William Wordsworth
Complete Poetical Works


This occurred at Bruges in 1828. Mr. Coleridge, my Daughter, and I made a tour together in Flanders, upon the Rhine, and returned by Holland. Dora and I, while taking a walk along a retired part of the town, heard the voice as here described, and were afterwards informed it was a Convent in which were many English. We were both much touched, I might say affected, and Dora moved as appears in the verses.

IN Bruges town is many a street
Whence busy life hath fled;
Where, without hurry, noiseless feet
The grass-grown pavement tread.
There heard we, halting in the shade
Flung from a Convent-tower,
A harp that tuneful prelude made
To a voice of thrilling power.

The measure, simple truth to tell,
Was fit for some gay throng;
Though from the same grim turret fell
The shadow and the song.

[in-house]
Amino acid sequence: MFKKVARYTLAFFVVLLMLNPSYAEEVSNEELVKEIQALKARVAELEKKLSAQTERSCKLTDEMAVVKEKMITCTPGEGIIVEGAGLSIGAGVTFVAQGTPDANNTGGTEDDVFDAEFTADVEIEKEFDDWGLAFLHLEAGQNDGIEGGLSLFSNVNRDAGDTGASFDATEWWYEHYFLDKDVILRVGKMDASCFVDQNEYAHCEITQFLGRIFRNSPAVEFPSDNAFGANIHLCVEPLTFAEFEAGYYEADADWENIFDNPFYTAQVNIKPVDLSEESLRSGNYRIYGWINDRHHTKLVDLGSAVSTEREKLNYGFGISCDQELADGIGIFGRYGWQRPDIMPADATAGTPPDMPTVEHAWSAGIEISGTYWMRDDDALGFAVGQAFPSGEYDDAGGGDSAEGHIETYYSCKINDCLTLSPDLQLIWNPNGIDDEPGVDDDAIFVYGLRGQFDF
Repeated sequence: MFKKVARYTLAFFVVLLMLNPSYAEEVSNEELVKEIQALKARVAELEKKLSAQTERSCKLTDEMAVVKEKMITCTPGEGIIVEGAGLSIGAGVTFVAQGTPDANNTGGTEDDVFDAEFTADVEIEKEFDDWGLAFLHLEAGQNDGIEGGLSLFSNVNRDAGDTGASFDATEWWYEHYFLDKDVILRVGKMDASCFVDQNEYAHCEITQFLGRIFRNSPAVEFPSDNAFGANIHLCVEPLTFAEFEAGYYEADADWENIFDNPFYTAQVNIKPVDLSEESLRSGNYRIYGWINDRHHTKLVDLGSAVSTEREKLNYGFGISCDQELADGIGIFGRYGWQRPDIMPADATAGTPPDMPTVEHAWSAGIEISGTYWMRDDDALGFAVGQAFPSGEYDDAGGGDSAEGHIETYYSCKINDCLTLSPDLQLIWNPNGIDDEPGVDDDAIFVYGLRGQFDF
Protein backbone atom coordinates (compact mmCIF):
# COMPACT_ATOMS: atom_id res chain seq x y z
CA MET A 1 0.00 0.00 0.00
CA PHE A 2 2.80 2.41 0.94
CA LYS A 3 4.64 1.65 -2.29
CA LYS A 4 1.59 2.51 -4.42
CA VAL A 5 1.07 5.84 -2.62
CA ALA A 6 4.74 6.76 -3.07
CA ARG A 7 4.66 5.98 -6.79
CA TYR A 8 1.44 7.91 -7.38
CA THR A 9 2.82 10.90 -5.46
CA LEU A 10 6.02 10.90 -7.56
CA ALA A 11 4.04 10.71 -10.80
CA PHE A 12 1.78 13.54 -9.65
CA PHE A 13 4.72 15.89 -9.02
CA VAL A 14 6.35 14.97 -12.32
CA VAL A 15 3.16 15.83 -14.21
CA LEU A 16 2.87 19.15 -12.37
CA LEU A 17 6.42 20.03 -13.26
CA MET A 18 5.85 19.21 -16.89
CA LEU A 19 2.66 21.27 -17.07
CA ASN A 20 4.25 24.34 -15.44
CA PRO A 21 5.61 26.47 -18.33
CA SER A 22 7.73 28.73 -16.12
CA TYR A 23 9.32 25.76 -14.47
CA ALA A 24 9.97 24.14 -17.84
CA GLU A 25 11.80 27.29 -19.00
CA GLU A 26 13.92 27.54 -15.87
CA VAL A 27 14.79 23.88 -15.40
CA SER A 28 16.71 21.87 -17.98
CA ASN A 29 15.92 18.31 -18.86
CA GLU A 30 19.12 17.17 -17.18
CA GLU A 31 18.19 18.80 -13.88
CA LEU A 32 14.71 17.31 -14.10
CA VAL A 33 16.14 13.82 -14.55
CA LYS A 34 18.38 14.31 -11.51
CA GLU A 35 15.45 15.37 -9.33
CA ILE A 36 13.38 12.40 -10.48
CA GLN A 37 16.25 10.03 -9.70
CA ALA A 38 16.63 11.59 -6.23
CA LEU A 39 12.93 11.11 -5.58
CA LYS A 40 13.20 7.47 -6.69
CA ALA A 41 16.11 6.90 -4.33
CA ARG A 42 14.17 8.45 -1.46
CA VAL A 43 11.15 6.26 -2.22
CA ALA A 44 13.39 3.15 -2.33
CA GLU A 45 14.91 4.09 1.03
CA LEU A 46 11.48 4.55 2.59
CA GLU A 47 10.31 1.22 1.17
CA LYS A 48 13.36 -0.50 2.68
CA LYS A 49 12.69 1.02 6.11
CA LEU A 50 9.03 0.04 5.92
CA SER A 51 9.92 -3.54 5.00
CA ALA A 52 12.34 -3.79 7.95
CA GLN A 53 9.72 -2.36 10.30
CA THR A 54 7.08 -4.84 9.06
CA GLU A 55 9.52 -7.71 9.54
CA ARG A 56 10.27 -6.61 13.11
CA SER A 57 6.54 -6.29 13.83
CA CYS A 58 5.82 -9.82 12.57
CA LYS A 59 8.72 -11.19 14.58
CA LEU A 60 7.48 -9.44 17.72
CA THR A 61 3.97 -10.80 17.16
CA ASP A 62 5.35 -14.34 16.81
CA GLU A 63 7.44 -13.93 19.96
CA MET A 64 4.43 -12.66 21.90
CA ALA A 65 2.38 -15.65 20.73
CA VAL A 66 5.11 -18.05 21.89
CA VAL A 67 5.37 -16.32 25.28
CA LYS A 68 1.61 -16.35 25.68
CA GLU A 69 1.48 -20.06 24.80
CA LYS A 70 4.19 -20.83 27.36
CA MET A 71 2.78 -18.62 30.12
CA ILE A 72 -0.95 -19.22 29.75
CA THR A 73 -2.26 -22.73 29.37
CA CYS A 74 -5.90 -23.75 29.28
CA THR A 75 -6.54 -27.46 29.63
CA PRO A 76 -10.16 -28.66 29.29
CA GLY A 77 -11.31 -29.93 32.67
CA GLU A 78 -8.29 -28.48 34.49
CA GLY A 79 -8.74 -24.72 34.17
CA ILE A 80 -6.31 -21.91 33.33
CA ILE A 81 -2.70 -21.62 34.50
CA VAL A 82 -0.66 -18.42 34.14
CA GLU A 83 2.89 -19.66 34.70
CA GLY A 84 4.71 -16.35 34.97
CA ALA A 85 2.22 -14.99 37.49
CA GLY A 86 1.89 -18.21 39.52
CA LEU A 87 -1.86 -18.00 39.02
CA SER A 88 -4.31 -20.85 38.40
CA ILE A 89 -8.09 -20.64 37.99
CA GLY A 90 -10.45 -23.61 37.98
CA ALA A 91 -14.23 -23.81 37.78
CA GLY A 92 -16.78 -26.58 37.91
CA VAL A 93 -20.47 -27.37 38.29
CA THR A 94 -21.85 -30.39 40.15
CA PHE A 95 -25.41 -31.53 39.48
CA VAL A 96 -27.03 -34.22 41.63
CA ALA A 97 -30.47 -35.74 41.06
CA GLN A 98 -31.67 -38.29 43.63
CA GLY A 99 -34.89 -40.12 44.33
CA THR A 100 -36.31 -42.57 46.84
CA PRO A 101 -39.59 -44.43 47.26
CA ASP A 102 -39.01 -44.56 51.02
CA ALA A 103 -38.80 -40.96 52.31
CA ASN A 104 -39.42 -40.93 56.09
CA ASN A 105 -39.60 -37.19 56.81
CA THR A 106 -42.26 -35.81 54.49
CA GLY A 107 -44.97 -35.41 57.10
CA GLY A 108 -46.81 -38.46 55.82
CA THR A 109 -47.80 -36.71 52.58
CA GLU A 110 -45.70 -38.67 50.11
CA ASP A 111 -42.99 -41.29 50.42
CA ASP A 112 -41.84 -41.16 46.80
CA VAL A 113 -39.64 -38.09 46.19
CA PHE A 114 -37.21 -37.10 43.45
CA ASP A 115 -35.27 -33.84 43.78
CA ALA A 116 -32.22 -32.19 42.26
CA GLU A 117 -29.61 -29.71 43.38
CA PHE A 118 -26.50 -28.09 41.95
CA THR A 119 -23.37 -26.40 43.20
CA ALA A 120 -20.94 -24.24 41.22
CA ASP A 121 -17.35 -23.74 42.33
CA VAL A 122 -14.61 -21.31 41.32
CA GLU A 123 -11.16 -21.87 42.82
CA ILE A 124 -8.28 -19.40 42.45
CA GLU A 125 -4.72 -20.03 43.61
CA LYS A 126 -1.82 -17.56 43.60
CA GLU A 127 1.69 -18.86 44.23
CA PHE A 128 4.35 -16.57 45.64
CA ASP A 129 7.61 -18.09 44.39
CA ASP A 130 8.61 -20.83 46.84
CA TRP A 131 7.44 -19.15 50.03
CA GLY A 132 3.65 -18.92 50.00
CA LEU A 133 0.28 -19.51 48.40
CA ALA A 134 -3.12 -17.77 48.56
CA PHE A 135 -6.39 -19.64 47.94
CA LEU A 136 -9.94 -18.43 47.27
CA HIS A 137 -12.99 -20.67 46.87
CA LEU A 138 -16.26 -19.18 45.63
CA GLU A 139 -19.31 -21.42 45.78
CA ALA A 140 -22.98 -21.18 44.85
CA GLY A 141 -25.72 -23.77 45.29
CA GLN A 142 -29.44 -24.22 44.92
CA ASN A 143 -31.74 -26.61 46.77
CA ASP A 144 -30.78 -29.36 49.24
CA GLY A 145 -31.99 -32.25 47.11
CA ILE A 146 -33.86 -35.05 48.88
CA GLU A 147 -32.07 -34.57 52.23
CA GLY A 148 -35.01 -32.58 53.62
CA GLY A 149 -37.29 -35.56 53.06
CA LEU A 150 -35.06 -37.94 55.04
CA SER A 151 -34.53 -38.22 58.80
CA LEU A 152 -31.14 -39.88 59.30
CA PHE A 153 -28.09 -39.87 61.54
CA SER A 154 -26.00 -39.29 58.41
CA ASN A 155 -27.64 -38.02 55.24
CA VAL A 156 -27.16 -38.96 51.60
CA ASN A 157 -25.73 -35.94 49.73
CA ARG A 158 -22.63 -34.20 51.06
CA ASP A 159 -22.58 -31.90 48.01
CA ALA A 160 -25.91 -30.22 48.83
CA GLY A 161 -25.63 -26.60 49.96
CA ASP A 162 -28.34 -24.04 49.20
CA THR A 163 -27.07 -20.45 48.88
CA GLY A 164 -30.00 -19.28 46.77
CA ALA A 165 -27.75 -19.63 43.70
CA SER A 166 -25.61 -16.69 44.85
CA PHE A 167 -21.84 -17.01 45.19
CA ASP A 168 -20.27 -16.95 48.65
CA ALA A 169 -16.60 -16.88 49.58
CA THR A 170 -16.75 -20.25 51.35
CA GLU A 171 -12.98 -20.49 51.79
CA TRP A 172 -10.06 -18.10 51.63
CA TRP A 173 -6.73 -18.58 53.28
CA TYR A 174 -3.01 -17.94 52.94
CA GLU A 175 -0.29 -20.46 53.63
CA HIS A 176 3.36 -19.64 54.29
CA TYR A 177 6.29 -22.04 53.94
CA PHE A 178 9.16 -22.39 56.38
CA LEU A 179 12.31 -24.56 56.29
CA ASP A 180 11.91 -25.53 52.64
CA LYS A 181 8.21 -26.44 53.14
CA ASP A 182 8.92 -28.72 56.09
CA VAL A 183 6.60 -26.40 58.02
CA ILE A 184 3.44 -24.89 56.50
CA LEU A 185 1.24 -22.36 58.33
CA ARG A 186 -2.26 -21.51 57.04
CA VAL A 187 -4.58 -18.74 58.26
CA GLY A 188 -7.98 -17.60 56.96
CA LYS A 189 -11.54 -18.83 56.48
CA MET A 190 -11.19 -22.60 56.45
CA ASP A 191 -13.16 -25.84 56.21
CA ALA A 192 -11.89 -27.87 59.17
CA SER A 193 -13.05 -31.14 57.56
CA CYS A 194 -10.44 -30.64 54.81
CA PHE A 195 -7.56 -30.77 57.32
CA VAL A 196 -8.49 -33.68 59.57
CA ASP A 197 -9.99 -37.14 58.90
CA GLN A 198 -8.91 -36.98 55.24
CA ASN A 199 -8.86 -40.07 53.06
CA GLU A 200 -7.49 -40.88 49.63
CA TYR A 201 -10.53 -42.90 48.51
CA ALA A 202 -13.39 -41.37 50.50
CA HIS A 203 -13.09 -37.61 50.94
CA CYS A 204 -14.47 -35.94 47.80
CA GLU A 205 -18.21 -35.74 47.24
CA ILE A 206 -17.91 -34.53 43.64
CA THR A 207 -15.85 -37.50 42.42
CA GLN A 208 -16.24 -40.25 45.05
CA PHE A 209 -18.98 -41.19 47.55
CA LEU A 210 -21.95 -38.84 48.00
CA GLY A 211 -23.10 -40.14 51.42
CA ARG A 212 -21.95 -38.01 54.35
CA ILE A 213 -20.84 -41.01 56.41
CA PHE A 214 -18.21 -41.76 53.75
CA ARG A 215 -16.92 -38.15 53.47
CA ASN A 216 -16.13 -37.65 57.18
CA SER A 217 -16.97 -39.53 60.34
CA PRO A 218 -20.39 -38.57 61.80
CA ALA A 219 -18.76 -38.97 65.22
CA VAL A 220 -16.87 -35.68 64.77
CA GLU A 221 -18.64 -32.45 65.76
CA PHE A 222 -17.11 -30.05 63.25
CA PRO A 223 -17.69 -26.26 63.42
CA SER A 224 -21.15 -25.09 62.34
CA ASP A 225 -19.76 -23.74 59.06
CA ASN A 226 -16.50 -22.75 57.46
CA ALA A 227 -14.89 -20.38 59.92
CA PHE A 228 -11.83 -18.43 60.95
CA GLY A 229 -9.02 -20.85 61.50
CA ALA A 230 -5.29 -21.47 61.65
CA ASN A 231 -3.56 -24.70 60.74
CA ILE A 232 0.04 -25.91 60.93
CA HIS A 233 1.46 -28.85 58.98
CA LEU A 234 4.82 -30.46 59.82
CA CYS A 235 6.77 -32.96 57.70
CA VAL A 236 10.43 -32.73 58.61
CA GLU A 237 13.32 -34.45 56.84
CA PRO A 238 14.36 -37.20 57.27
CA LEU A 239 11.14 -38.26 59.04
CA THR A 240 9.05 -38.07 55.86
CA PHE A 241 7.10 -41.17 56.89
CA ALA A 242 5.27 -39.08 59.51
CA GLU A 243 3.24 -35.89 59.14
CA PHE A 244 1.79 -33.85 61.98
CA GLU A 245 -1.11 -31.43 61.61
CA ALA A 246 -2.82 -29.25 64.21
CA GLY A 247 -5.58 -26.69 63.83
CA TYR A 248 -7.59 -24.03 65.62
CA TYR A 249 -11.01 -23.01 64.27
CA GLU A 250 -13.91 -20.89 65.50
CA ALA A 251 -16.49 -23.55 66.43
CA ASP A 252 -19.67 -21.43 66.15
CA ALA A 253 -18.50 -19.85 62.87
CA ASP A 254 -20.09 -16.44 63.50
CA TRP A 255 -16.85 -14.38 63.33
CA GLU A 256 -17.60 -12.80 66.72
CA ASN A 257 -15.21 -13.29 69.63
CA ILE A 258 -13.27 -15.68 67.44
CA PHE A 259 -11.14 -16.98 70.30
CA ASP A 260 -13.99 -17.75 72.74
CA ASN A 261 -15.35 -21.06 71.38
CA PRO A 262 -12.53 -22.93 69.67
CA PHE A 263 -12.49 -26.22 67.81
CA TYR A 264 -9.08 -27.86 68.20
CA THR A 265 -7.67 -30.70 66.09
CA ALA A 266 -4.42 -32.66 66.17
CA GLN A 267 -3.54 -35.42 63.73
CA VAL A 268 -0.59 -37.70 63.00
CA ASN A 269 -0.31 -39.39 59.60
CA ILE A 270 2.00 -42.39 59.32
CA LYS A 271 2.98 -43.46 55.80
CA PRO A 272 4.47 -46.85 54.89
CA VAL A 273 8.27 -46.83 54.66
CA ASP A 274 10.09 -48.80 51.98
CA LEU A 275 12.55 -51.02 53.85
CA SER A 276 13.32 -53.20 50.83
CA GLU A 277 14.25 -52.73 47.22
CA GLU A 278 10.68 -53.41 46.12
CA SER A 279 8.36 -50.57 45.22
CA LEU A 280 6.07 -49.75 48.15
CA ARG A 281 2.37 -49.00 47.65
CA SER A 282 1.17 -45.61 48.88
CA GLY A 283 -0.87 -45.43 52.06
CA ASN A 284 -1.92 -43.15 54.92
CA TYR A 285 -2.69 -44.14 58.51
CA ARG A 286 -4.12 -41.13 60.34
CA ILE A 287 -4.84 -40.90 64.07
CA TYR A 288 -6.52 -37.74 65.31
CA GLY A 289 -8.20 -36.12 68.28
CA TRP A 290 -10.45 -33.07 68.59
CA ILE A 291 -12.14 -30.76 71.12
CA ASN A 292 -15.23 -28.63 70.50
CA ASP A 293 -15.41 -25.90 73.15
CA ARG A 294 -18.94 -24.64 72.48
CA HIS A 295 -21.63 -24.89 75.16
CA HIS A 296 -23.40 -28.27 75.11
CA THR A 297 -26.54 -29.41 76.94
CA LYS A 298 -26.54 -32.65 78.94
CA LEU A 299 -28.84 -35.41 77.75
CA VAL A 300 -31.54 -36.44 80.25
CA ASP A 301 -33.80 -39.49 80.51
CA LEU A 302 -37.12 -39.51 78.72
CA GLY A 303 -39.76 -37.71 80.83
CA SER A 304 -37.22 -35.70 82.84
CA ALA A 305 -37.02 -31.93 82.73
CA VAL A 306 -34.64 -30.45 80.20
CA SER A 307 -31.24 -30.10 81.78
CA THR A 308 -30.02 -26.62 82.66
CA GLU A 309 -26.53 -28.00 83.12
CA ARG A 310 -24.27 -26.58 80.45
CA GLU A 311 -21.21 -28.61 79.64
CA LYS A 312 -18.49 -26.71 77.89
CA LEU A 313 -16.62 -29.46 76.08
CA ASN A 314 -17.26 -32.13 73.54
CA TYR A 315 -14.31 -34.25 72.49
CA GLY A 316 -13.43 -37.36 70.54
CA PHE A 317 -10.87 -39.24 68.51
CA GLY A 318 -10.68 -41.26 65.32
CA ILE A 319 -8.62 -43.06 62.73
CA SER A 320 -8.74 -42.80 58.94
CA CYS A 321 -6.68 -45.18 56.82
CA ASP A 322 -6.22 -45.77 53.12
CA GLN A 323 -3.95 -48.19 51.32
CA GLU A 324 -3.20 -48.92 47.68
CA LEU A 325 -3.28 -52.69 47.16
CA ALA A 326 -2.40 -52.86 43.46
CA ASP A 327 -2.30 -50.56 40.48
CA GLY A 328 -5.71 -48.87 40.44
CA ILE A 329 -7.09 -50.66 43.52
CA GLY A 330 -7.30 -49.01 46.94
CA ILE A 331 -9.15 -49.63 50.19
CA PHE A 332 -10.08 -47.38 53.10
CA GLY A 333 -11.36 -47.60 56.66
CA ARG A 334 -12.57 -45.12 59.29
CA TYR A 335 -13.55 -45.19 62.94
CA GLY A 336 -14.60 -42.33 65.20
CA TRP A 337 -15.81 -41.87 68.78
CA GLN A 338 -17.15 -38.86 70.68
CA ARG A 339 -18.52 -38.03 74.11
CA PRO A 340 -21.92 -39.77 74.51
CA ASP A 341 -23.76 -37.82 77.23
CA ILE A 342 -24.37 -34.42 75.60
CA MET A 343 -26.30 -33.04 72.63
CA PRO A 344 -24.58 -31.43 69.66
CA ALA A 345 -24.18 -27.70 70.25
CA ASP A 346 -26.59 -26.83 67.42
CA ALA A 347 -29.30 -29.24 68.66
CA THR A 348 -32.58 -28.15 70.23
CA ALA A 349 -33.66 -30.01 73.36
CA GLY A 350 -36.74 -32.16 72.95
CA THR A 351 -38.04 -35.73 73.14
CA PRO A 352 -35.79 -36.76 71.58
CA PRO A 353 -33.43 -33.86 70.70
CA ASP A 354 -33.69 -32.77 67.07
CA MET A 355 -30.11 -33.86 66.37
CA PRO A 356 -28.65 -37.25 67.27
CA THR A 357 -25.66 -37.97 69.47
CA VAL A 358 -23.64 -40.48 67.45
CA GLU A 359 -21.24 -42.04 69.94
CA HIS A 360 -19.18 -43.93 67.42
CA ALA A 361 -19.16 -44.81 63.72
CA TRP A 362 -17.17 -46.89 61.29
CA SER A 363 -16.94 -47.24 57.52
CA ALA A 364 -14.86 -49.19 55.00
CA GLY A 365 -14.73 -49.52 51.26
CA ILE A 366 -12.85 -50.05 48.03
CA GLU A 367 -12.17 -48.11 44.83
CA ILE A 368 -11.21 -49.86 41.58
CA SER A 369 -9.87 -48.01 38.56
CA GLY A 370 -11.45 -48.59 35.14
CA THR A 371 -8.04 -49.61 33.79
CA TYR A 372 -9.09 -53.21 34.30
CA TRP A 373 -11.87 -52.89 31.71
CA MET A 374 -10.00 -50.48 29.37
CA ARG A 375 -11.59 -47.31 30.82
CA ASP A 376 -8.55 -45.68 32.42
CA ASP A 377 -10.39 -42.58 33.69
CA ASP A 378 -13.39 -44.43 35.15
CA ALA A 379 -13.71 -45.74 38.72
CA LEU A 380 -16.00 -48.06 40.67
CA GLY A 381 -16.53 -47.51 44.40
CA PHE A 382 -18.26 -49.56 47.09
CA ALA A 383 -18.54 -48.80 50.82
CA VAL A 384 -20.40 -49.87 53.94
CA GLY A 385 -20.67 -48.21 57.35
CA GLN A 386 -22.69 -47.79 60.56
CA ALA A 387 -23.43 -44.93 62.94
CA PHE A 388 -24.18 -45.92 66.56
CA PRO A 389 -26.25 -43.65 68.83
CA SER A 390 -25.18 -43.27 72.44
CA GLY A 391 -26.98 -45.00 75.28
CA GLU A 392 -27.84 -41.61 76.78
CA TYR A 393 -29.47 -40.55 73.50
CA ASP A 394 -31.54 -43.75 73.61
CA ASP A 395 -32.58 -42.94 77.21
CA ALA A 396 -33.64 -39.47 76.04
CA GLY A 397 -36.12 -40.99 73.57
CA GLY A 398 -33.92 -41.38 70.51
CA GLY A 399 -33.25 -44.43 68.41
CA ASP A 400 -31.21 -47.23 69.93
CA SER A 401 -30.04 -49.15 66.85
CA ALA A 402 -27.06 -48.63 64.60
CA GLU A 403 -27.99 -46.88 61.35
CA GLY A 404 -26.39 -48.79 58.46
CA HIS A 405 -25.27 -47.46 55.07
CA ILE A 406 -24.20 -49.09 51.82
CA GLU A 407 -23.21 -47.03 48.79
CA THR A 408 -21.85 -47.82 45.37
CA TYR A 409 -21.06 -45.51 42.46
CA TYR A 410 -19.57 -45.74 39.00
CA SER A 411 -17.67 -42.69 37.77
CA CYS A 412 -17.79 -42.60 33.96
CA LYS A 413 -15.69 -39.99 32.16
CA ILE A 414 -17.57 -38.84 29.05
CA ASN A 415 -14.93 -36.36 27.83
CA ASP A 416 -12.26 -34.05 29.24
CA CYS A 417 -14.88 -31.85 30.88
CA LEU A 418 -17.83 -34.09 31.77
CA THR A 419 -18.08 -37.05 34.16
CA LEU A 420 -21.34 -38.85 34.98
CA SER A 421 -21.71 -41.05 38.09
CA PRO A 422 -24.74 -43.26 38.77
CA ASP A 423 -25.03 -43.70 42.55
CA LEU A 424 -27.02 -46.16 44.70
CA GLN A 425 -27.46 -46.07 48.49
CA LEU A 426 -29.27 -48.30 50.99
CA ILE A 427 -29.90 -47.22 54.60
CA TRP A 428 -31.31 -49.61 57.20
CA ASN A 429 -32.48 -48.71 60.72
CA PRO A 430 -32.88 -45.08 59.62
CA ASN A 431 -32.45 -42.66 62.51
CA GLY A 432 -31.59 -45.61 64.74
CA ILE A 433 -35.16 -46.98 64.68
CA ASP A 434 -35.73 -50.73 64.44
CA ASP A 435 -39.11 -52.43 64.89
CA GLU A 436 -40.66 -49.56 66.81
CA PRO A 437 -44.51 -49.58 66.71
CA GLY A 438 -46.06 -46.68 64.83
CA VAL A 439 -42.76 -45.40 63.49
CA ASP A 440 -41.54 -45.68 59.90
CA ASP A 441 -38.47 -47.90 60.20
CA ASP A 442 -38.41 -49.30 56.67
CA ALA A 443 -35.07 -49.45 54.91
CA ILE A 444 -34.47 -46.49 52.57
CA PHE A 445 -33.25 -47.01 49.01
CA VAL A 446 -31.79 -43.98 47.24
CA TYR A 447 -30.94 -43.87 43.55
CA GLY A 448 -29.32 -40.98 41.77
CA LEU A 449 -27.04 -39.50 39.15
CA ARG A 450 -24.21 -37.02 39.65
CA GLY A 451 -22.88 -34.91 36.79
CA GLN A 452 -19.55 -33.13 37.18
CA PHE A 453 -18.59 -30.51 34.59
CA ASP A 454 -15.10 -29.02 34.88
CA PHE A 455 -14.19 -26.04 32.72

When silent were both voice and chords,
The strain seemed doubly dear,
Yet sad as sweet,--for 'English' words
Had fallen upon the ear.

It was a breezy hour of eve;
And pinnacle and spire
Quivered and seemed almost to heave,
Clothed with innocuous fire;
But, where we stood, the setting sun
Showed little of his state;
And, if the glory reached the Nun,
'Twas through an iron grate.

Not always is the heart unwise,
Nor pity idly born,
If even a passing Stranger sighs
For them who do not mourn.
Sad is thy doom, self-solaced dove,
Captive, whoe'er thou be!
Oh! what is beauty, what is love,
And opening life to thee?

Such feeling pressed upon my soul,
A feeling sanctified
By one soft trickling tear that stole
From the Maiden at my side;
Less tribute could she pay than this,
Borne gaily o'er the sea,
Fresh from the beauty and the bliss
Of English liberty?